All my searches reveal descriptions of the medal as a star. I can find nothing about a box.
Does anyone have any knowledge that can help me clarify this mystery?

message 30: by Jill (new)

Jill Hutchinson (bucs1960) Interesting story, Lorraine. The only thing I could find was that each survivor was given a campaign medal,which indeed a star. I refer you to the web site below:

I couldn't find anything about the box and water flask.

message 31: by Frederick (new)

Frederick Coxen (FLCoxen) | 72 comments From my research the Mons Star was issued to those who fought between August 5th 1914 and November 22-24 1914. In other words it was given to those who originally went over to France with the BEF. The November date is significant because it represents the First Battle of Ypres, which by the end eliminated the majority of the British professional army, "The Old Compatibles".

Along with the Mons Star a "clasp", called the "clasp of roses" was awarded to those who operated within enemy artillery fire.

Two other metals were issued, the British War Metal and the Victory Metal.

Lorraine -did your grandfather serve in the I Corps or II Corps during the war? I Corps was headed by General Douglas Haig, while II Corps was under the command of General Smith-Dorrien.

message 32: by Lorraine (new)

Lorraine Cobcroft | 9 comments I wish I knew, Frederick. I know very little about him. My father died when I was six weeks old, having transferred to the Australian Navy and settled in Australia. My mother took me, at age 2, to meet my grandparents in England, but my grandfather passed away before we arrived. She spent six months with my grandmother. What she told me of what she learned about my father's family in those six months is all I know of them. Grandfather's name was Charles Walker. I wonder if there is a list of names anywhere? I have begun to be very curious about my grandfather's life. Apparently, he distinguished himself in service, but later was dishonorably discharged for going AWOL when his 8 year old daughter died tragically and he could not get leave to go to his wife.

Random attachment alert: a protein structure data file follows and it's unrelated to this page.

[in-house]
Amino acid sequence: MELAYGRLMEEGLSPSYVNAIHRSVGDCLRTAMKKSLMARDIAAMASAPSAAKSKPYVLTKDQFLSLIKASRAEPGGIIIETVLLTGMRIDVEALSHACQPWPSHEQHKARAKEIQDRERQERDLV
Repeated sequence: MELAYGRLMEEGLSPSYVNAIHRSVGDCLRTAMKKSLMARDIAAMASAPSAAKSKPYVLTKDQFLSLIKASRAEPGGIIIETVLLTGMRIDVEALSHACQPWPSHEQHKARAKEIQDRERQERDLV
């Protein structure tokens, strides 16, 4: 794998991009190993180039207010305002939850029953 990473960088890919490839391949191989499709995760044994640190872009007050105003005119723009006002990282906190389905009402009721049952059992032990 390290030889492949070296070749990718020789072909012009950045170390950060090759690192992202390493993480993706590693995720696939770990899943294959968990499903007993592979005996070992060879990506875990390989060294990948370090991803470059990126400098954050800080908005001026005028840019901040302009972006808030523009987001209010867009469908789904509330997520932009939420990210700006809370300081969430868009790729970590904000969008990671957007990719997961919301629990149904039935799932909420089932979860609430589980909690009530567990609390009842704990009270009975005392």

I spoke to my mother last night and she is insistent that my grandmother showed her a box and said it was awarded to survivors of the battle of Mons. She said ''Perhaps there was a medal too, but it was the little box that Nanna treasured and that fascinated me.'' My mother is 86, but still very alert and coherent and has a sharp memory for detail.

message 33: by Frederick (new)

Frederick Coxen (FLCoxen) | 72 comments I've done a great deal of research into my grandfather's military career after I was given his WWI journal. You can try to find information about your grandfather through the British National Archives - although it is difficult to use. Another way, and probably the best, is to join the "Great War Forum" and post your request for help and information. Those involved on this forum are helpful and extremely knowledgeable. No doubt they will come up with your grandfather's medal record, which will have his military number and that can be used to find additional information. They maybe able to tell you what outfit he was in as well as whatever other information they can find. Also mention the wooden box and what you remember, someone will either substantiate your remembrances or tell you their thoughts. I'm curious about the Corps he was in because my grandfather was in the I Corps, which had a little easier time of it than II Corps at the Battle of Mons.